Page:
African-American History Teacher Resources
Find African American History educational ideas and activities
Showing 41 - 60 of 2,856 resources
Hidden Stories: A Three-Part Lesson in African-American History, Research, and Children’s Literature
Groups of high school learners conduct research on a particular era of African-American history, focusing on events, people, and places important to that era. Next, they review children's literature in four different genres. As a culminating activity, group members combine what they have learned in their research and readings to create their own piece of children's literature based on African-American history.
African American Population Shifts
Middle schoolers investigate population trends. In this African American history lesson, students access U.S. Census records from 1900 to the present online. Middle schoolers analyze the migration of African Americans from one area of the U.S. to another.
African Americans in Aviation: The 1940s- A Decade of Change
Young scholars investigate African Americans in aviation. In this primary resources lesson, students examine primary resources to research the history of African American in aviation. Young scholars answer two research questions and write an essay or create an exhibit based on their findings.
Guided Reading: African-Americans in the Thirteen Colonies
Using the nonfiction book African Americans in the Thirteen Colonies, learners read segments about the origin and perpetuation of slavery in the colonies. Reading comprehension is assessed as the class discusses the text, and explores reasons why this institution began and how it ended. African American achievements are also highlighted. Note: To check fluency, have some pupils read aloud.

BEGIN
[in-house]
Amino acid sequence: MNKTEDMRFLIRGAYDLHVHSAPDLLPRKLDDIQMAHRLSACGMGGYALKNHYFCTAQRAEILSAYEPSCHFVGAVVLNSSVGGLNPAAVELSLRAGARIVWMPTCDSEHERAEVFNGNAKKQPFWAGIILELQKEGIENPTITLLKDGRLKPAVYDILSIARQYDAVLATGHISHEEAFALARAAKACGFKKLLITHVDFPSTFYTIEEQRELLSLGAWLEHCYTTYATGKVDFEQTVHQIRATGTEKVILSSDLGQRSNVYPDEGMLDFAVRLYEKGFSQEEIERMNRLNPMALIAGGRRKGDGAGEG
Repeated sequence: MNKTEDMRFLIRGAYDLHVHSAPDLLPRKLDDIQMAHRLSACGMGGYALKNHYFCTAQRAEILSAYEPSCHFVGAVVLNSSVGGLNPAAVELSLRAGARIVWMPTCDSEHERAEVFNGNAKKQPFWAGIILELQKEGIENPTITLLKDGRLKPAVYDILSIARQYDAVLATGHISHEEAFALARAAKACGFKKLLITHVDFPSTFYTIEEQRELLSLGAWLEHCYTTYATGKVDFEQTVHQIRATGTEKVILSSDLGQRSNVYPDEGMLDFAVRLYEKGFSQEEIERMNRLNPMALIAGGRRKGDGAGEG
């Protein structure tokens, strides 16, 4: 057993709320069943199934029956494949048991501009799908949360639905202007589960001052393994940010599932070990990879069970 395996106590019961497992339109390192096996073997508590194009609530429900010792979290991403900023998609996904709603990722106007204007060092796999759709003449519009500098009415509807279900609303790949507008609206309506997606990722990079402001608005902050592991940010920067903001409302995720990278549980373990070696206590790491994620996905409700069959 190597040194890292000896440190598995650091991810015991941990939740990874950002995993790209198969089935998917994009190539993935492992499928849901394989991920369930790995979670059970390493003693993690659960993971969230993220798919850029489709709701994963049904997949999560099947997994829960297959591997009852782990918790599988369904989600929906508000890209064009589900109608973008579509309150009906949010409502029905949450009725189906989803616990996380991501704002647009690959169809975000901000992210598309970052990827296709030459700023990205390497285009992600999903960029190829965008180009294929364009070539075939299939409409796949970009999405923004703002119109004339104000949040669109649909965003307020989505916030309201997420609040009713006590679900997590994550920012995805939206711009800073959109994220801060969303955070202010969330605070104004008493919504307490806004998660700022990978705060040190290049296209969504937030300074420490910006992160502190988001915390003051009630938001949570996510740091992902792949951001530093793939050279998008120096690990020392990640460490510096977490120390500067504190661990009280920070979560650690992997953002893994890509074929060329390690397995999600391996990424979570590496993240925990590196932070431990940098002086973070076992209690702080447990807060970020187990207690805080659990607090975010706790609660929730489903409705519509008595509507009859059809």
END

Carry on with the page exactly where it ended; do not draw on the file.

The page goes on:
"In Defense of My Race and Country": African-American Soldiers on Why They Are Fighting
Why would an African-American slave fight in the Civil War? Read and analyze primary source documents to understand the ex-slave perspective on fighting in the Union Army. Everything to complete this lesson plan is included.
Let Your Motto Be Resistance: African American Portraits
Students research Sojourner Truth. In this African American history lesson, students discuss the life and cabinet card of Sojourner Truth. They replicate her card with one that shows the mood and activities of their own life.
Before Brother Fought Brother: A Debate Against Slavery
Students argue against slavery using evidence gathered from archival documents. They analyze documents, describe documents, and tell what is revealed about African American's quality of life.
Jazz Scenes of the Harlem Renaissance
Students identify and connect themes of selected nonfiction, fiction, poetry, and art to Harlem Renaissance jazz. They compare and contrast historical and fictionalized versions of the jazz scenes of the Harlem Renaissance. They describe the impact of jazz on African-American literature of the Harlem Renaissance.
Amen! Schools In!
Students explore discrimination. In this civil rights instructional activity, students discover how local churches and community programs attempted to educate African-Americans during the civil rights movement. Students research the Plessy v. Ferguson court case and Jim Crow law.
Build a Black History Database/Timeline
Young scholars research famous people and events in Black History then break the biographies and events down into specific information related to dates in history. They